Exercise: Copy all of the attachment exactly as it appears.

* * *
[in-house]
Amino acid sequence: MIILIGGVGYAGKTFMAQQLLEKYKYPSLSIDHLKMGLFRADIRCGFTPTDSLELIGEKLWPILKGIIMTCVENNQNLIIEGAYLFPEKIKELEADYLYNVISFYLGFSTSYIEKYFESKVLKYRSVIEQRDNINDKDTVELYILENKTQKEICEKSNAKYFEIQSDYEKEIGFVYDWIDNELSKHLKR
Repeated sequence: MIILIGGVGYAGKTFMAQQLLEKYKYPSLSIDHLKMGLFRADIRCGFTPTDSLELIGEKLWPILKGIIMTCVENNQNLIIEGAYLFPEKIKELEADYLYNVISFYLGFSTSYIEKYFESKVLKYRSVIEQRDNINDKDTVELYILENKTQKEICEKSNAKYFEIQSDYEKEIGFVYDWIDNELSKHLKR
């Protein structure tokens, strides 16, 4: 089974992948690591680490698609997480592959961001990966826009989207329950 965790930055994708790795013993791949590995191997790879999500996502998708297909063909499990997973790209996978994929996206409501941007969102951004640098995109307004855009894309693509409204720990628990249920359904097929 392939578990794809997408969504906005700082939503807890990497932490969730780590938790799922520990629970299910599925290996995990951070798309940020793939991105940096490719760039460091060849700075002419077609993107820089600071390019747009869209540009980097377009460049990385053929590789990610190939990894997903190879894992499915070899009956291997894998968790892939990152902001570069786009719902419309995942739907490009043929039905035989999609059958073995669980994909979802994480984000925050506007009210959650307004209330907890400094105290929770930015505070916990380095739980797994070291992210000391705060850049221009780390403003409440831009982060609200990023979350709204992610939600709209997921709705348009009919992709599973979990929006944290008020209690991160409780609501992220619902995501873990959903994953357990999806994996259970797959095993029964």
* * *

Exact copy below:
[in-house]
Amino acid sequence: MIILIGGVGYAGKTFMAQQLLEKYKYPSLSIDHLKMGLFRADIRCGFTPTDSLELIGEKLWPILKGIIMTCVENNQNLIIEGAYLFPEKIKELEADYLYNVISFYLGFSTSYIEKYFESKVLKYRSVIEQRDNINDKDTVELYILENKTQKEICEKSNAKYFEIQSDYEKEIGFVYDWIDNELSKHLKR
Repeated sequence: MIILIGGVGYAGKTFMAQQLLEKYKYPSLSIDHLKMGLFRADIRCGFTPTDSLELIGEKLWPILKGIIMTCVENNQNLIIEGAYLFPEKIKELEADYLYNVISFYLGFSTSYIEKYFESKVLKYRSVIEQRDNINDKDTVELYILENKTQKEICEKSNAKYFEIQSDYEKEIGFVYDWIDNELSKHLKR
């Protein structure tokens, strides 16, 4: 089974992948690591680490698609997480592959961001990966826009989207329950 965790930055994708790795013993791949590995191997790879999500996502998708297909063909499990997973790209996978994929996206409501941007969102951004640098995109307004855009894309693509409204720990628990249920359904097929 392939578990794809997408969504906005700082939503807890990497932490969730780590938790799922520990629970299910599925290996995990951070798309940020793939991105940096490719760039460091060849700075002419077609993107820089600071390019747009869209540009980097377009460049990385053929590789990610190939990894997903190879894992499915070899009956291997894998968790892939990152902001570069786009719902419309995942739907490009043929039905035989999609059958073995669980994909979802994480984000925050506007009210959650307004209330907890400094105290929770930015505070916990380095739980797994070291992210000391705060850049221009780390403003409440831009982060609200990023979350709204992610939600709209997921709705348009009919992709599973979990929006944290008020209690991160409780609501992220619902995501873990959903994953357990999806994996259970797959095993029964």